Sleep : the architect of memory
2/18/08


Richard Morris, neuroscientist at the University of Edimburgh, has recently put forth a third model: the "scheme theory". Morris starts with the observation that it is very difficult for the brain to consolidate certain kinds of information which it is not ready to acquire. Let us take the example of an economist attending a lecture given by an astrophysicist. The economist will eventually understand the speaker's talk without having been briefed beforehand, but will retain hardly anything the minute he leaves the lecture hall. He will have retained even less the following day. On the other hand, Richard Morris continues, a specialist in the field will encode any new information directly in the cortex without going through the hippocampus.

In other words, there might be prior mnesic traces present in the cortex of the expert which could be slightly modified in order to make allowance for the new element. The hippocampo-cortical system would only come into play when the information is new and thus foreign to the mental structure of the individual. In this case, memory consolidation would take place in accordance with the classic theory.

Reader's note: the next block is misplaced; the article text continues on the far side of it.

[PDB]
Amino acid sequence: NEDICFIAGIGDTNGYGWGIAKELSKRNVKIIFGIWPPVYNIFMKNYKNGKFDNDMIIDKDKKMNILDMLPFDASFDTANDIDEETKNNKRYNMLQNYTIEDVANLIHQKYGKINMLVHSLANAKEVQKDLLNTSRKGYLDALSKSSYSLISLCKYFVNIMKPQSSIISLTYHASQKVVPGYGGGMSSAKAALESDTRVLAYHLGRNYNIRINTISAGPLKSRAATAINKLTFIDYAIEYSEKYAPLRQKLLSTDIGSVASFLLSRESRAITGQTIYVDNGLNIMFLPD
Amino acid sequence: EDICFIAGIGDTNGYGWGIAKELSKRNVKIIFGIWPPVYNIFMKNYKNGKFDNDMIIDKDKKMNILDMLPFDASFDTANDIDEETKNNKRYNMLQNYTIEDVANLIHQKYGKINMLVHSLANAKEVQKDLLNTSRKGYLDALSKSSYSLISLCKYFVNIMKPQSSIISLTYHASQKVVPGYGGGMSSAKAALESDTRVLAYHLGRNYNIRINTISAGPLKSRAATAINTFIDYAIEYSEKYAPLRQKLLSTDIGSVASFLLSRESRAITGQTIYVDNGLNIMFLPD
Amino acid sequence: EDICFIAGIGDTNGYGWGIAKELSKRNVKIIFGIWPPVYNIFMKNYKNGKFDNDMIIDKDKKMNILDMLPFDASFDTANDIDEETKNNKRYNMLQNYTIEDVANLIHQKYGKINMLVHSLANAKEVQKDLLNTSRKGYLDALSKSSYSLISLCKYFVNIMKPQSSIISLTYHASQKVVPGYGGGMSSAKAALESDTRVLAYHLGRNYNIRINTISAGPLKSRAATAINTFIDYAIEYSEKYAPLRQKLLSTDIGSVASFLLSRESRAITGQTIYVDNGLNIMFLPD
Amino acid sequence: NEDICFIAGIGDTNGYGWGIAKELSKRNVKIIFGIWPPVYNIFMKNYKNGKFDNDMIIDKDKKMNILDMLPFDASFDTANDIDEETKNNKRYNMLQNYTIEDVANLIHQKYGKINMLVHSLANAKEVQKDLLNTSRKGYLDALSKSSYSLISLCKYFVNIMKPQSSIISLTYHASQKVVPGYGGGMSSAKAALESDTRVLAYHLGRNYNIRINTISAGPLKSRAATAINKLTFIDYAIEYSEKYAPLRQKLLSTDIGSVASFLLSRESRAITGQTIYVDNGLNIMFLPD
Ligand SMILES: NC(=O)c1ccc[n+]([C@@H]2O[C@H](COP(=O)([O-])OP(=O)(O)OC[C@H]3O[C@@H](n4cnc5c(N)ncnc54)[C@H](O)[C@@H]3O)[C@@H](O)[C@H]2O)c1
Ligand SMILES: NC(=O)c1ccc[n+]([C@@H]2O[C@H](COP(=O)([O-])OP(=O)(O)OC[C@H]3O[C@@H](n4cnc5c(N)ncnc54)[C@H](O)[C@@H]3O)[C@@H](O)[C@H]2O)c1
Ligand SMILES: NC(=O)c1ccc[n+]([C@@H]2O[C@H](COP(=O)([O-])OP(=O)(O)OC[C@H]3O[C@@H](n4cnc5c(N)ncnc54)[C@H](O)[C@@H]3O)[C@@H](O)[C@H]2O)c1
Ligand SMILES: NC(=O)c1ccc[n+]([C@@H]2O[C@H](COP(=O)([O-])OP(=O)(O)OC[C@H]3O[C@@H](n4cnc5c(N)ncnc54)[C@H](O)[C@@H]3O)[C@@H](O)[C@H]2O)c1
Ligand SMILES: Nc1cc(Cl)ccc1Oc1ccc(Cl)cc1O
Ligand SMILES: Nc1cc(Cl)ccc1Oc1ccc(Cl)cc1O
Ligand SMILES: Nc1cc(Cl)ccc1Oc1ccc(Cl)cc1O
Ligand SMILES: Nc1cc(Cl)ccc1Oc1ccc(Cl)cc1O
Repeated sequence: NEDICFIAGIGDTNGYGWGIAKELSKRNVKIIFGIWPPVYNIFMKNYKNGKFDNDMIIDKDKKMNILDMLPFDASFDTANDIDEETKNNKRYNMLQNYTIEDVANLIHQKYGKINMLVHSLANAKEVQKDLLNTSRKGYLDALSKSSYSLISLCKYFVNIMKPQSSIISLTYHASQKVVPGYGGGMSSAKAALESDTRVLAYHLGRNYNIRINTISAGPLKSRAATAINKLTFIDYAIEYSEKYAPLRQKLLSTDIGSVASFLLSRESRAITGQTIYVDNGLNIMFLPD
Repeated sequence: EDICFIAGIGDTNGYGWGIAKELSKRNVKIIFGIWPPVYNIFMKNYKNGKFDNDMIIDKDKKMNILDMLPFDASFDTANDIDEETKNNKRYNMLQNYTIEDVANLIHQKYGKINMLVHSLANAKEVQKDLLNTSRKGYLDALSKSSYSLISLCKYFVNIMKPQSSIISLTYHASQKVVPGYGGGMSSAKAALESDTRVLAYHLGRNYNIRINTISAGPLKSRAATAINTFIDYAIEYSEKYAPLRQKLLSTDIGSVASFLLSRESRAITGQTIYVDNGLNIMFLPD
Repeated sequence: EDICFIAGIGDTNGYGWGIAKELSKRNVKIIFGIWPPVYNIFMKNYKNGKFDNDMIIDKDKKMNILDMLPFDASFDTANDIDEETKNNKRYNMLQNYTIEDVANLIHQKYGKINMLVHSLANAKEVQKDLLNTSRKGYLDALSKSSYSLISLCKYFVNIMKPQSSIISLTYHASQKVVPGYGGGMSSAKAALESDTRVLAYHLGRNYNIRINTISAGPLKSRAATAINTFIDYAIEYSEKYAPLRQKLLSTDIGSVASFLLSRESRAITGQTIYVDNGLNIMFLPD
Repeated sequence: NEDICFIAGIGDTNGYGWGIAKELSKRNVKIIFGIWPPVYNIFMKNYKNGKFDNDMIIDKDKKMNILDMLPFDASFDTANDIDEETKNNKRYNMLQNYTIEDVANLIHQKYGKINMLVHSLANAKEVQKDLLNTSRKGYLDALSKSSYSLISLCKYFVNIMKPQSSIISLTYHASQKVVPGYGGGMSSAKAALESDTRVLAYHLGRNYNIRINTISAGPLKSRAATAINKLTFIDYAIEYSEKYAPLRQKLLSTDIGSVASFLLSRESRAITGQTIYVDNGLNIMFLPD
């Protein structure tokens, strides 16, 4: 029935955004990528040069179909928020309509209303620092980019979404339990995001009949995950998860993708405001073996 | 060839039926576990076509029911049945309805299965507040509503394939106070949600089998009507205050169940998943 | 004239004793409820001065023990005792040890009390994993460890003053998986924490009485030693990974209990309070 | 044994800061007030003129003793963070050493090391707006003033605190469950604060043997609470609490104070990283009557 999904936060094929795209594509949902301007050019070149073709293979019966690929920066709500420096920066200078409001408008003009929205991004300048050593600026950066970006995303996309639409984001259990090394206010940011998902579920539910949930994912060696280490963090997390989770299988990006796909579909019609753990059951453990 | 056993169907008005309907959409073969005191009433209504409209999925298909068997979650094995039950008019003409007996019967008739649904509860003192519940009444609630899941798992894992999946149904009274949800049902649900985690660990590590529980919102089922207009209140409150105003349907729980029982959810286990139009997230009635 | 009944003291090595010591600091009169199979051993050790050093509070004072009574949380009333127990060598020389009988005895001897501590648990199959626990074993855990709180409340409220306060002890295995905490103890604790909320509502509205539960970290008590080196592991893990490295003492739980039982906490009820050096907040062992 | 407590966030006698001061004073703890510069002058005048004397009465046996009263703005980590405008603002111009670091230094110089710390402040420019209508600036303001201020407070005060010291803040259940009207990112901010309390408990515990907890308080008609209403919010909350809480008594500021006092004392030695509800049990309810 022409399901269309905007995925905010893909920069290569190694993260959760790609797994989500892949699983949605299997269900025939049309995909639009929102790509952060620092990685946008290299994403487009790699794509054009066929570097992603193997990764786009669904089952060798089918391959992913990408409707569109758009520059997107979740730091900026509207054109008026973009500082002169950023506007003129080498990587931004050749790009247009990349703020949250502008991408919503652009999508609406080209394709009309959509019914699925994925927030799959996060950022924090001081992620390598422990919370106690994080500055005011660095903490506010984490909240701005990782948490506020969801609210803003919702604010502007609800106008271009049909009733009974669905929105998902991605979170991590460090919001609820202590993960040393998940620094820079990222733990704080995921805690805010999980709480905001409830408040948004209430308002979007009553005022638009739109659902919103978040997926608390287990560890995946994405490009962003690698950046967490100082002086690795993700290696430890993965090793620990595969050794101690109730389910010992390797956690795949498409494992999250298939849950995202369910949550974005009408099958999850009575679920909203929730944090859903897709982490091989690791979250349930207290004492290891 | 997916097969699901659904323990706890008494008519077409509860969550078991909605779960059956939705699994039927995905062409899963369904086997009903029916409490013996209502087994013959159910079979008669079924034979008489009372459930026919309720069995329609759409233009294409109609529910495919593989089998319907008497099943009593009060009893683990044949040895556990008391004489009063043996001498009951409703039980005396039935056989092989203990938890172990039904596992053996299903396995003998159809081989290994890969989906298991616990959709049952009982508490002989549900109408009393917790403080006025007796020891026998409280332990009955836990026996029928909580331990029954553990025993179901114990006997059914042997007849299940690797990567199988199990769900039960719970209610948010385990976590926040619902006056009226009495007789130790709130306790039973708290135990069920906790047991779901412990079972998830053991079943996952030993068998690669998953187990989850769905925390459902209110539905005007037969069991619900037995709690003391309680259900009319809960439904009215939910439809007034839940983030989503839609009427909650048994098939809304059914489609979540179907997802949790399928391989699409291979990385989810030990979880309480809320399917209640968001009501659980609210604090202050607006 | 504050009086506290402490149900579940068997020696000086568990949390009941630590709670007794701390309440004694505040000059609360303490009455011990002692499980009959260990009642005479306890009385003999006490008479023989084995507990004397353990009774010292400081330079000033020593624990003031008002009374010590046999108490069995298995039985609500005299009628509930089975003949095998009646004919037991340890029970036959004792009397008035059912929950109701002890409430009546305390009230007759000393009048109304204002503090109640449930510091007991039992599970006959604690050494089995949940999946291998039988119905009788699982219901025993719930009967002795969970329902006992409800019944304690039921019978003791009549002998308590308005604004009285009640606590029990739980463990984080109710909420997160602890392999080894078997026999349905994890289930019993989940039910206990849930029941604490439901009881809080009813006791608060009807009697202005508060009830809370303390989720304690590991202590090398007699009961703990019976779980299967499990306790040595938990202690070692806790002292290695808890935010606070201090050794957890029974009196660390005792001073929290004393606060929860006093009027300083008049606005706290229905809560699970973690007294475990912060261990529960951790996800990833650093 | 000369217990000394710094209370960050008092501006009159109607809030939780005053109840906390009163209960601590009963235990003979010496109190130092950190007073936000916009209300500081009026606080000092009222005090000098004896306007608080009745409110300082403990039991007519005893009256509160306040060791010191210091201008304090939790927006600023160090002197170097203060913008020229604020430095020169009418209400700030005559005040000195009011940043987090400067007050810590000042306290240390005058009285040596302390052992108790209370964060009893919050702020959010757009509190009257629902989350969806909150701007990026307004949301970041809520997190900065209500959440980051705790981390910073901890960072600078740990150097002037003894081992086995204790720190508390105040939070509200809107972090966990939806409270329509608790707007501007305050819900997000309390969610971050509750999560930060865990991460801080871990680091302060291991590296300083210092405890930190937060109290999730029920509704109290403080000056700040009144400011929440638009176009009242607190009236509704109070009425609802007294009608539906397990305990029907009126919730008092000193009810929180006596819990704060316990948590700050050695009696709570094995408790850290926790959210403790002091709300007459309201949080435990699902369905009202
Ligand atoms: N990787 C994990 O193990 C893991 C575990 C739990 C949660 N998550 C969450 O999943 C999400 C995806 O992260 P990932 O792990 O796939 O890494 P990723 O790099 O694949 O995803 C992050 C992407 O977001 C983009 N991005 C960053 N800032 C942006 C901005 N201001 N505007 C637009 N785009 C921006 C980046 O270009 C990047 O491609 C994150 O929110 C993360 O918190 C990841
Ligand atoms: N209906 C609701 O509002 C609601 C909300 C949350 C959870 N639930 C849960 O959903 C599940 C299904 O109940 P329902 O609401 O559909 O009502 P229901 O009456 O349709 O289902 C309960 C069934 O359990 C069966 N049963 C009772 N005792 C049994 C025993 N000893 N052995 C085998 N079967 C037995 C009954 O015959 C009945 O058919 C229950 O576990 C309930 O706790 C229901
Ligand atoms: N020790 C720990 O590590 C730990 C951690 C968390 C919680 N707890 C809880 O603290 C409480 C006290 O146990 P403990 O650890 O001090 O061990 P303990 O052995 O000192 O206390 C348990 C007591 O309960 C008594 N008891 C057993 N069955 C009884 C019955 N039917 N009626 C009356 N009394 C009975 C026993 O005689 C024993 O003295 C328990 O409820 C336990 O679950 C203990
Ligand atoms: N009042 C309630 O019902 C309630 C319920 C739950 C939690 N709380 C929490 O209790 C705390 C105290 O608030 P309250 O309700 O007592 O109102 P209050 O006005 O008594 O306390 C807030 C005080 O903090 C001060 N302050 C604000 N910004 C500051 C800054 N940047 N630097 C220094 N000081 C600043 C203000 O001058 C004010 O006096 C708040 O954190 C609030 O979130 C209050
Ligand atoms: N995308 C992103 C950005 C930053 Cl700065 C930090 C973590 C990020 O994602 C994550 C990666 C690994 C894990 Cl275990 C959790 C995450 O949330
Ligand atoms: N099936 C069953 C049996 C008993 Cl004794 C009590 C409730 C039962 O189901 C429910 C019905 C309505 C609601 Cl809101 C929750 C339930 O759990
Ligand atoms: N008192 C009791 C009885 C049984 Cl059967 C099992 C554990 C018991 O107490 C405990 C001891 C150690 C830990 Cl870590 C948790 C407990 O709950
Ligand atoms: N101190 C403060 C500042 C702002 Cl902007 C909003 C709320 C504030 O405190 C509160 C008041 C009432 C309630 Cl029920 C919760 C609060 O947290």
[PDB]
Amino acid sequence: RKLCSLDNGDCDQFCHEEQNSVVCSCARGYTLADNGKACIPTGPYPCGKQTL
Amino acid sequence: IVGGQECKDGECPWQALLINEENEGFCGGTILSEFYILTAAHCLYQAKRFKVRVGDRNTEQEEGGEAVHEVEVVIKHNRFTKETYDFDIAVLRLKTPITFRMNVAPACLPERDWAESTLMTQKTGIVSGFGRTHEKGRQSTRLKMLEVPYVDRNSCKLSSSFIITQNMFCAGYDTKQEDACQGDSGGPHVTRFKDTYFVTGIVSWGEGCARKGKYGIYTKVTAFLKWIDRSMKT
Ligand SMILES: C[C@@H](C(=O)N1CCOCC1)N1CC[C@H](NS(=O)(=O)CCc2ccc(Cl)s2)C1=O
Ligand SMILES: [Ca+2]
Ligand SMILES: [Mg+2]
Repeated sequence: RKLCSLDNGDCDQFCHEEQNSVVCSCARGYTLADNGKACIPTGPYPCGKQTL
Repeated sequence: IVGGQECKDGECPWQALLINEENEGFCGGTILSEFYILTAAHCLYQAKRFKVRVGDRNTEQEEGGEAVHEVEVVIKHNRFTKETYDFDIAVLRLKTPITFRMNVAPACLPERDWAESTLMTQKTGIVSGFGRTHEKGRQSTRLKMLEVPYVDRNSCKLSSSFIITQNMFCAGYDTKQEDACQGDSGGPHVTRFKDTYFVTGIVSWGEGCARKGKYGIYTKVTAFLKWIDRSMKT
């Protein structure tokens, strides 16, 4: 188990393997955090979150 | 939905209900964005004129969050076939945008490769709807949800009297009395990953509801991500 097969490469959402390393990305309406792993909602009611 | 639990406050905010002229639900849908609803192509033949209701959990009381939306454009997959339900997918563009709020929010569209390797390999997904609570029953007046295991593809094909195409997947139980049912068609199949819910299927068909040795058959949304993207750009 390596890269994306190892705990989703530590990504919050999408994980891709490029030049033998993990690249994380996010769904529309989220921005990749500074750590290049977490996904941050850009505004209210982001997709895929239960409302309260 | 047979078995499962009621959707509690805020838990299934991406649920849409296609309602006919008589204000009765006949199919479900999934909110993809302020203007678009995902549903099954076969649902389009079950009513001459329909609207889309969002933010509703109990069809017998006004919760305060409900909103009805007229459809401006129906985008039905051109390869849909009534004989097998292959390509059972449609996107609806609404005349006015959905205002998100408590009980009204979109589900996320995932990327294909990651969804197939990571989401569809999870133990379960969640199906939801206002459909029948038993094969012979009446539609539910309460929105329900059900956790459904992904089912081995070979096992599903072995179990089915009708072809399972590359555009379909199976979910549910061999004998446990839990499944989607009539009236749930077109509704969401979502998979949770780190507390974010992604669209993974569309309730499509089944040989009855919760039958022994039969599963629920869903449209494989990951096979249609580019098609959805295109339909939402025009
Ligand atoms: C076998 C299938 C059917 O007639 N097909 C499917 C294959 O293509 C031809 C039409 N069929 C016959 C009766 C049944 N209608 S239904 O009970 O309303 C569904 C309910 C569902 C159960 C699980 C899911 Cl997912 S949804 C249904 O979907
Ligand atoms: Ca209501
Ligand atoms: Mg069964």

The Passing of the Baton

Neuroscientists at the University of Liège CRC have based their research on the classic theory, which continues to have the most proponents today. They hypothesize that the hippocampus and thus the cortexes where the different constituents of a declarative memory are encoded are spontaneously reactivated, preferentially during sleep, resulting in the long-term reorganization of the mnesic trace in the cortical systems.

For their experimental work, Pierre Maquet and his team made up two groups of volunteers who were asked to memorize ninety pairs of easy-to-visualize words. Each pair of words belonged to the same lexical field, e.g. "tractor" and "steering wheel" but there was no obvious link between them as in "dog" or "cat" for instance. The two volunteer groups differed in that those in the second group were deprived of sleep during the night following the memorization of the words.

Cyclotron 1The volunteers' cerebral responses were measured by functional Magnetic Resonance Imagery (fMRI) during the training (encoding) phase and several times thereafter. As free verbal recall (of words) is impossible in the scanner - the simple fact of articulating a word makes the brain move and drastically distorts the image - the researchers presented the subjects with one word of each pair and asked them to press a button when they remembered the corresponding second term. To ensure that the experiment was valid, the subjects were asked to redo the free recall test once the scan was completed to verify whether the words they had indicated they remembered were indeed correct.

 

Page : previous 1 2 3 4 5 6 next